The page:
Over-Stretching Tolerant Conductors on Rubber Films by Inkjet-Printing Silver Nanoparticles for Wearables
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AuthorAlbrecht, Andreas; Bobinger, Marco; Salmerón, José F.; Becherer, Markus; Cheng, Gordon; Lugli, Paolo; Rivadeneyra, Almudena
Inkjet printingPrinted electronicsSilver nanoparticlesStretchableWearables
Albrecht, A. [et al.]. Over-Stretching Tolerant Conductors on Rubber Films by Inkjet-Printing Silver Nanoparticles for Wearables. Polymers 2018, 10, 1413; doi:10.3390/polym10121413.
SponsorshipThis work has been partially supported the TUM Graduate School (TUM GS), and the European Union through the fellowship H2020-MSCA-IF-2017 794885-SELFSENS. Additionally, this work was supported by the German Research Foundation (DFG) and the Technical University of Munich within the Open Access Publishing Funding Programme.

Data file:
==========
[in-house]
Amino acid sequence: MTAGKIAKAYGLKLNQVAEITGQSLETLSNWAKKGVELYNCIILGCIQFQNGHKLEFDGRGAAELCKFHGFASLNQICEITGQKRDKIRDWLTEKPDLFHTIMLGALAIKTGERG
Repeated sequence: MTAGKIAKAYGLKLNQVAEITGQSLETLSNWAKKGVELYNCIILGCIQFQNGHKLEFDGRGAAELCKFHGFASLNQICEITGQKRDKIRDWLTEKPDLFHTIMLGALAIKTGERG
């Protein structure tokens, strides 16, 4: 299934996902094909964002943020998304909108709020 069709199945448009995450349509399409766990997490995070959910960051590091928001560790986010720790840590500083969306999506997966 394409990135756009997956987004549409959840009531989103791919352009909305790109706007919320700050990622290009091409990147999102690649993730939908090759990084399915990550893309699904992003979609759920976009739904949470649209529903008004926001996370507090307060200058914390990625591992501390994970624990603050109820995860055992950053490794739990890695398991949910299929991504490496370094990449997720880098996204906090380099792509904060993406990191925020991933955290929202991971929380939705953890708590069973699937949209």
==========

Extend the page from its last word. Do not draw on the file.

The necessity to place sensors far away from the processing unit in smart clothes or artificial skins for robots may require conductive wirings on stretchable materials at very low-cost. In this work, we present an easy method to produce wires using only commercially available materials. A consumer grade inkjet printer was used to print a wire of silver nanoparticles with a sheet resistance below 1 W/sq. on a non-pre-strained sheet of elastic silicone. This wire was stretched more than 10,000 times and was still conductive afterwards. The viscoelastic behavior of the substrate results in a temporarily increased resistance that decreases to almost the original value. After over-stretching, the wire is conductive within less than a second. We analyze the swelling of the silicone due to the ink’s solvent and the nanoparticle film on top by microscope and SEM images. Finally, a 60 mm long stretchable conductor was integrated onto wearables, and showed that it can bear strains of up to 300% and recover to a conductivity that allows the operation of an assembled LED assembled at only 1.8 V. These self-healing wires can serve as wiring and binary strain or pressure sensors in sportswear, compression underwear, and in robotic applications.